Synergies was engaged by Western Power to prepare an expert report on the outlook for wages and inflation to support its proposed access arrangement to the Economic Regulation Authority for the 2017-18 to 2021-22 regulatory period. Our expert report provided forecasts of Wage Price Index (WPI) for the Electricity, Gas, Water and Waste Services sector (EGWWS) and forecasts of the Consumer Price Index (CPI). In a first stage, economic forecasts for WA and Australia were developed using a whole-of-economy model. This was followed by a second stage, which used these economic forecasts as inputs into an econometric model, which quantified the relationship between the CPI and WPI and their key economic drivers.
The framework for economic regulation of certain electricity networks in Western Australia, including Western Power’s South West Integrated System, is the Electricity Networks Access Code (the Access Code).
The objective of the Access Code is to promote the economically efficient investment in, and operation and use of, networks and services of networks in Western Australia, to promote competition.
Under the Access Code, Western Power is required to submit access arrangements for its electricity transmission and distribution networks. An access arrangement sets out the prices, terms and conditions that a network owner can charge its customers to use its infrastructure.
Synergies was engaged to assist Western Power in relation to the wage and CPI forecasts required for its proposed access arrangement for the 2017‑22 regulatory period.
Our CPI forecasts were to be used in the roll-forward of Western Power’s regulatory asset base value and WPI forecasts used in the inflation-adjusted escalation of labour costs for its operating and capital expenditure forecasts.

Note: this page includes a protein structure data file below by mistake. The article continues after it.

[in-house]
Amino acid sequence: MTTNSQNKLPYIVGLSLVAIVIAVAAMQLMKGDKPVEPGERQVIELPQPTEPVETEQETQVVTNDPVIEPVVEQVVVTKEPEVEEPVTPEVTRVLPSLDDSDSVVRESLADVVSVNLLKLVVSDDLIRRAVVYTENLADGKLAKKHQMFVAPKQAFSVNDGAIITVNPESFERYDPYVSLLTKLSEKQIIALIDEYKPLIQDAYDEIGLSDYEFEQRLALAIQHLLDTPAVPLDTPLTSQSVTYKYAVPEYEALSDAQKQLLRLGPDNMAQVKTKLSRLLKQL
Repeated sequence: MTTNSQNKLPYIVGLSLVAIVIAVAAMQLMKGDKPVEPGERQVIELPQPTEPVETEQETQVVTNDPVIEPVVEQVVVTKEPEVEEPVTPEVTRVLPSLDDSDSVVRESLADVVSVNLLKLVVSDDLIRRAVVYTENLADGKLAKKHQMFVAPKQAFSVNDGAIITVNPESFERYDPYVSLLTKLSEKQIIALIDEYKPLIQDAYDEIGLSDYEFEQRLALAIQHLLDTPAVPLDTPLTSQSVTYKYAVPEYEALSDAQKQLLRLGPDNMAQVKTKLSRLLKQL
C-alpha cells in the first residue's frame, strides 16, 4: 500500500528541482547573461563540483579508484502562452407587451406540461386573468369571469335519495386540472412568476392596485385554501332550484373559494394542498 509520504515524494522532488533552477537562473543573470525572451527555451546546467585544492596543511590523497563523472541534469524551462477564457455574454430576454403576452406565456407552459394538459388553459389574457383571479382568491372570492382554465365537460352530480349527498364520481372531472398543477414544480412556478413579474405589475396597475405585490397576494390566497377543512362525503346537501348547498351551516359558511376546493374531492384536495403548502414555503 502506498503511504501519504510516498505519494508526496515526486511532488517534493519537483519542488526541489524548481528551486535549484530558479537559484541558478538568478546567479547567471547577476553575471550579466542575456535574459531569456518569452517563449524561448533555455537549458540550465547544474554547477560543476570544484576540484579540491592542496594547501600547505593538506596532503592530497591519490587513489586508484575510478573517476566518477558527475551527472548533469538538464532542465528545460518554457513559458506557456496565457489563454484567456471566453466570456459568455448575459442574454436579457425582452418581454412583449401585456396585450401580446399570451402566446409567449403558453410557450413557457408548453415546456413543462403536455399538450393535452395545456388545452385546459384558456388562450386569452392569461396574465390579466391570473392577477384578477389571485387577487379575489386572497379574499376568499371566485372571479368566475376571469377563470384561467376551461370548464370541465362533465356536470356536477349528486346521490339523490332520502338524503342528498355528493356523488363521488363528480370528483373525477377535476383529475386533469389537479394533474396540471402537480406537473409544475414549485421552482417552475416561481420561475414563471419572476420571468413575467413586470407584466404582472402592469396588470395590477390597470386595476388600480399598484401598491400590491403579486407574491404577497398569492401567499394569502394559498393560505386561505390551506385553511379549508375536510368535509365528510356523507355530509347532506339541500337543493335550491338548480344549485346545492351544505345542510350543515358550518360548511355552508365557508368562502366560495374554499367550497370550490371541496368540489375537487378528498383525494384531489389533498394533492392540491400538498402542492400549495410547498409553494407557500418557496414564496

Our forecasting methodology included a two stage process.
In the first stage a whole-of-economy model was used to develop economic forecasts for WA and Australia.
In the second stage, these economic forecasts were then used as inputs into an econometric model, which quantifies the relationship between the variables of interest (CPI and WPI in the EGWWS industry) and their key economic drivers. The following two regression equations were specified:
CPI regressed against employment, the exchange rate and the oil price; and
EGWWS sector WPI regressed against the terms of trade, CPI and employment in the EGWWS, mining and construction industries.
Our report noted that the WA and Australian economies were experiencing a significant structural adjustment following the end of the mining investment boom, while at the same time remaining exposed to ongoing instability in the global economy. Amongst other things, this had been reflected in very low interest rate and CPI outcomes. These factors created more uncertainty regarding the forecasts than would be the case in more ‘normal’ economic times
Synergies’ key findings were:
Somewhat weaker CPI and wage forecasts for WA compared to Australia over the 2017‑22 regulatory period, reflected in modest average real labour escalation of 0.7% per annum.
Over the outlook period, national wages growth were expected to rebound from current depressed levels but remain below the historical average for the EGWWS labour sector.